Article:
Slope vegetation restoration is known to influence erosion in the Loess Plateau region in China. The ability of vegetation to mitigate soil erosion under extreme runoff, however, has not been studied in great detail in this region. Here, we examine five typical vegetation communities in the Loess Plateau region that originated from restoration efforts enacted at different times (1, 11, 15, 25, and 40 years). Water scouring experiments were carried out to monitor vegetation community succession and its effects on erosion. These results indicate that the sum of plant importance values increased from 260.72 to 283.06, species density increased from 2.5 to 4.5 per m2
, and the amount of litter and humus increased from 24.50 to 605.00 g/m2
during the 1 to 40 years of vegetation community succession. Root biomass and root diameter reached a maximum of approximately 10.80 mg·cm−3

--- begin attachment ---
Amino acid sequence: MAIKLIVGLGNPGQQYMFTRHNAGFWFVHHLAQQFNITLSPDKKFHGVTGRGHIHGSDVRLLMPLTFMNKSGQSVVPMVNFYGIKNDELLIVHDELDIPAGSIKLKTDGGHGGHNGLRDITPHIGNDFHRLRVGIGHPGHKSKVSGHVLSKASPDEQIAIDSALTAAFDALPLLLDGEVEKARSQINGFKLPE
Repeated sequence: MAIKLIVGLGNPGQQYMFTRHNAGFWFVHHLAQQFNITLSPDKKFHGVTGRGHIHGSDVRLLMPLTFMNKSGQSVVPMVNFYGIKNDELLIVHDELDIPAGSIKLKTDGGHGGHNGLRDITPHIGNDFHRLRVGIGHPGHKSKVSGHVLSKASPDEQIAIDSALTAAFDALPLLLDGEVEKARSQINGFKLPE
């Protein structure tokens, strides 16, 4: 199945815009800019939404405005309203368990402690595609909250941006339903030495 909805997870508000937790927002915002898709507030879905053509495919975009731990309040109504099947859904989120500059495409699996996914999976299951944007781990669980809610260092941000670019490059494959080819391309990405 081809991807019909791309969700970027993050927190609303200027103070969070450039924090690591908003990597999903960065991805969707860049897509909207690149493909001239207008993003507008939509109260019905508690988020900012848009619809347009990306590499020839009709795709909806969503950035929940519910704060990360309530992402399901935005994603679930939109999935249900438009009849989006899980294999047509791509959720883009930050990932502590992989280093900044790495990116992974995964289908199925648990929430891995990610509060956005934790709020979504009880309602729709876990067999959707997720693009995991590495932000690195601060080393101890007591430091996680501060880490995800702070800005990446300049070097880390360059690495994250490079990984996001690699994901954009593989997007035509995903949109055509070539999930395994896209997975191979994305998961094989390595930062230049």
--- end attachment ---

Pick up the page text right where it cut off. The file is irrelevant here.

and 0.65 mm at 40 years of recovery. Slope runoff velocity decreased by 47.89% while runoff resistance increased by 35.30 times. The runoff power decreased by 19.75%, the total runoff volume decreased by 2.52 times, and the total sediment yield decreased by 11.60 times in the vegetation community. Slope runoff velocity and power had the largest correlation with aboveground vegetation (0.76, 0.74), total runoff had the largest correlation with underground roots (0.74), and runoff resistance was most strongly correlated with soil structure (0.71). Studies have shown that the succession of vegetation communities can enhance the aboveground ecological functions of plants, thereby significantly reducing the runoff velocity and power. The development of plant root system significantly reduces the runoff volume; the improved soil structure significantly increased the runoff resistance coefficient.
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